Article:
How Many Lives Has Sexism in Medicine Cost?

In the past few days, I have been in various medical-scientific meetings focused on how to tackle serious health problems. In all of these meetings were brilliant, powerhouse women scientists and clinicians.

50 years ago, almost none of these women would have been physicians, public health professionals or professors. The jobs for which many women were qualified went to less talented men. When I see how many lives these women are saving now, I wonder how many patients (including of course many men) have died over the years due to the long term exclusion of women from the healing arts and their associated sciences. We focus appropriately on how great it is for women that so many doors have opened to them, but the benefit extends to anyone who has or will one day develop a serious illness. We have doubled the size of the talent pool from which we draw our medical professionals, with incalculable benefits to public health.

Author: Keith Humphreys

Keith Humphreys is the Esther Ting Memorial Professor of Psychiatry at Stanford University and an Honorary Professor of Psychiatry at Kings College Lonon. His research, teaching and writing have focused on addictive disorders, self-help organizations (e.g., breast cancer support groups, Alcoholics Anonymous), evaluation research methods, and public policy related to health care, mental illness, veterans, drugs, crime and correctional systems. Professor Humphreys' over 300 scholarly articles, monographs and books have been cited over ten thousand times by scientific colleagues. He is a regular contributor to Washington Post and has also written for the New York Times, Wall Street Journal, Washington Monthly, San Francisco Chronicle, The Guardian (UK), The Telegraph (UK), Times Higher Education (UK), Crossbow (UK) and other media outlets.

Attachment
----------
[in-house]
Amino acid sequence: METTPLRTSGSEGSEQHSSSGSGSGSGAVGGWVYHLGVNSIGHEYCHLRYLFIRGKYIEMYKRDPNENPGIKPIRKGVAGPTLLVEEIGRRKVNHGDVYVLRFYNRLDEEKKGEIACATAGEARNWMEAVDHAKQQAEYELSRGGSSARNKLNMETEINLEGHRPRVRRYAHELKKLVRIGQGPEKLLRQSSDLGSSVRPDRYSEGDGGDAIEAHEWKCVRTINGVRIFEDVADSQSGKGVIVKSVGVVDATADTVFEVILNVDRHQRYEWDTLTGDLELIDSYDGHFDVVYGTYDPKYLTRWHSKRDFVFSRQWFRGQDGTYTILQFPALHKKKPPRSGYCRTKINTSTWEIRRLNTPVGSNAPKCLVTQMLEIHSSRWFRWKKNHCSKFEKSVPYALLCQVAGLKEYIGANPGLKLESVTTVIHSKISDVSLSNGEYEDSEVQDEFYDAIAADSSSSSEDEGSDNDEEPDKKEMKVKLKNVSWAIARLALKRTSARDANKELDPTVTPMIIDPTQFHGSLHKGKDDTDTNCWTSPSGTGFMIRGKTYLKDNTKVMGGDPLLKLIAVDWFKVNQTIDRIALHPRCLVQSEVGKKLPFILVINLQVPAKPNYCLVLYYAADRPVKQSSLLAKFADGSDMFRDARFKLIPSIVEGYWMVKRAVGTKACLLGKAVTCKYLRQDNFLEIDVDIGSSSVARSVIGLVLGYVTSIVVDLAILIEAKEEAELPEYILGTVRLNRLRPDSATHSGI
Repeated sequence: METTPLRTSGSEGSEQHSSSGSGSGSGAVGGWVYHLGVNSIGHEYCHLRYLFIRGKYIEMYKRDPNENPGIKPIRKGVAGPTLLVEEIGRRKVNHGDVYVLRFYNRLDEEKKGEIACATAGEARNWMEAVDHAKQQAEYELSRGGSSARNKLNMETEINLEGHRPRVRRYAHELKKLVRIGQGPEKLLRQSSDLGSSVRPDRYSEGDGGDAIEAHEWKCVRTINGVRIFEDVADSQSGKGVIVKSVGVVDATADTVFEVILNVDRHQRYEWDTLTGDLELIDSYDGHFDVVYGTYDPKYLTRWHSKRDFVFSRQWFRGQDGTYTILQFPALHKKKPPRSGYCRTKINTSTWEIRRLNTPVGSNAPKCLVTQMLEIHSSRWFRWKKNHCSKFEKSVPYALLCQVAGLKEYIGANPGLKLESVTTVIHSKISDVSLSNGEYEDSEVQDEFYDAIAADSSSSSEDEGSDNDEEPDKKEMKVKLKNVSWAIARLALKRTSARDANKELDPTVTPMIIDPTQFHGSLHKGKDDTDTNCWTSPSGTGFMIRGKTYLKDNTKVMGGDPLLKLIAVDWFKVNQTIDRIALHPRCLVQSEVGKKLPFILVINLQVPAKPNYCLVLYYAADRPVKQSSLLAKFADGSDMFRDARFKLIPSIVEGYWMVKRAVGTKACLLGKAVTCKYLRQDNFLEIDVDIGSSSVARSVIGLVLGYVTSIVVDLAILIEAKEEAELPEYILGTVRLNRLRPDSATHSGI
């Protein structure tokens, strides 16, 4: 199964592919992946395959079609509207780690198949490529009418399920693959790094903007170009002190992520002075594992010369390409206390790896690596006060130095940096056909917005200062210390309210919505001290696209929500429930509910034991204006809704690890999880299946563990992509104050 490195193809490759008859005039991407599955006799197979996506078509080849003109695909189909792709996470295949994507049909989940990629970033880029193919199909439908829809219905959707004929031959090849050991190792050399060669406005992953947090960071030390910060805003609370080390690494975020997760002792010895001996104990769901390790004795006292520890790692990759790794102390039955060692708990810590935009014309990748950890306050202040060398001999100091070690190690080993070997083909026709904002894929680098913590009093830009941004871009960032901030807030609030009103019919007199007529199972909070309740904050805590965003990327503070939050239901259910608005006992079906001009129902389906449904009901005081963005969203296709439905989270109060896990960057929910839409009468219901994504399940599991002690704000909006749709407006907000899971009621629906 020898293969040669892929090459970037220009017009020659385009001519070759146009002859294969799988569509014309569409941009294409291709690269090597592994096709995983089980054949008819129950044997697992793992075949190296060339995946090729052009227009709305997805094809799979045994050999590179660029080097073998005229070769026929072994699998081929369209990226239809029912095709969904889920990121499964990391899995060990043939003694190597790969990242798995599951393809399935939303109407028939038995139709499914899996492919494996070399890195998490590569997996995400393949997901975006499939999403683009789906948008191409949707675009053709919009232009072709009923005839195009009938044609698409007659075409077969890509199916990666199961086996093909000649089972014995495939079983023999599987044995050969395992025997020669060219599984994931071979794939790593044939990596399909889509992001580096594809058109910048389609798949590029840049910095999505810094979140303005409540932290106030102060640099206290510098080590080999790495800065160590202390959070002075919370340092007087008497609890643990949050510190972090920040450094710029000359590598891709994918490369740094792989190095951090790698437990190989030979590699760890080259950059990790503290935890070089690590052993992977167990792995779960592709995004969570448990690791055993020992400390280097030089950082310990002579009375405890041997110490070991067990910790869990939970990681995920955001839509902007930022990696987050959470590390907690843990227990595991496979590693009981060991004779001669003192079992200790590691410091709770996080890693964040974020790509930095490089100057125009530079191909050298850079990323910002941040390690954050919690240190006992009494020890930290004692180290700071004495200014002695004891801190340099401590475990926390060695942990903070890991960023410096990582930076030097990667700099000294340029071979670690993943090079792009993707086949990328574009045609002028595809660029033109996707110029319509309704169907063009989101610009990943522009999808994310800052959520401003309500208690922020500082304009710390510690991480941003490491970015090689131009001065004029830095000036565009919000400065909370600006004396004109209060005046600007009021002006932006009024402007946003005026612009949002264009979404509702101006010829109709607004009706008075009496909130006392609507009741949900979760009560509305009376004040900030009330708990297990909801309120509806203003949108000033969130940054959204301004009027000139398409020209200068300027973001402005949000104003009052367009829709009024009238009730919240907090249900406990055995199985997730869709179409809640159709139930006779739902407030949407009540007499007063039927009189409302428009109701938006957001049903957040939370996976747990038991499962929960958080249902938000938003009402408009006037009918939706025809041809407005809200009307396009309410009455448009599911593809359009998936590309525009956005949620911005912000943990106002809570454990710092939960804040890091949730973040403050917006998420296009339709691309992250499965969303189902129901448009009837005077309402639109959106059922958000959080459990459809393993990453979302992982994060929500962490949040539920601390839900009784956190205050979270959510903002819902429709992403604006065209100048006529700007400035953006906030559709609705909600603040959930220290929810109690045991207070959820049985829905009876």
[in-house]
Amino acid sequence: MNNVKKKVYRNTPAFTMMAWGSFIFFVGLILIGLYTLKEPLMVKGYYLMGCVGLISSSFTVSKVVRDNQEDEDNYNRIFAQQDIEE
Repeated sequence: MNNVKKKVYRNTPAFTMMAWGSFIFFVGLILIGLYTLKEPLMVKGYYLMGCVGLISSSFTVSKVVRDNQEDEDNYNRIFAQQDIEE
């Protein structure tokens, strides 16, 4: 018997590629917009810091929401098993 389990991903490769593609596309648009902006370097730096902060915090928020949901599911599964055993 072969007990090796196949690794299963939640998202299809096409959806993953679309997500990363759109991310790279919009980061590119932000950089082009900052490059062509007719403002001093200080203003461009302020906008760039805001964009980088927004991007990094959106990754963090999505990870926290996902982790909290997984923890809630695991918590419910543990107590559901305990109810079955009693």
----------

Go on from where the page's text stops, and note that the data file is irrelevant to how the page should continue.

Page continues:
12 thoughts on “How Many Lives Has Sexism in Medicine Cost?”

  1. It's not, of course, just a doubling of the talent pool's size but also a widening of its scope. As long as men and women are treated significantly differently, their formative experiences and thus the ways they see things will be different. So you increase the chances for not just doing more of the same set of things.

  2. The same can, of course, be said about sexism in any field (especially the sciences) whose results are useful and/or beneficial to humans as a whole. And about racism in all those fields, as well. Placing limits on the talent available to solve problems hurts everyone. It seems so obvious that ensuring better education for all, from early childhood on, regardless of income, race, or gender, would cause improvements that would "slop over" into all sorts of improvements in society. Well educated people with challenging jobs who contribute to society are less likely to be street thugs, for one, but how many kids never have a clue about the exciting worlds available to them, because their education was so poor they were never exposed to them?

    And of course, if you get into providing "good" educations, you have to talk about providing at least a minimum level of "good" nutrition for growing minds and bodies, it seems the two are inextricably linked. And "good" health care, as well. But we Americans prefer not to pay the taxes necessary to provide that education, nutrition, and health care at all levels of society. And we suffer societal ills for our choices, not the least of which is fewer good minds with good educations bending their considerable talents to solving problems and improving everyone's quality of life.

  3. ¨…..the long term exclusion of women from the healing arts and their associated sciences.¨ Women have never been excluded from these in general, just from medicine, which is surely less important for overall welfare than nursing, midwifery, health visiting and domestic caring. Michael O´Hare is right that plumbers and sanitary engineers come first.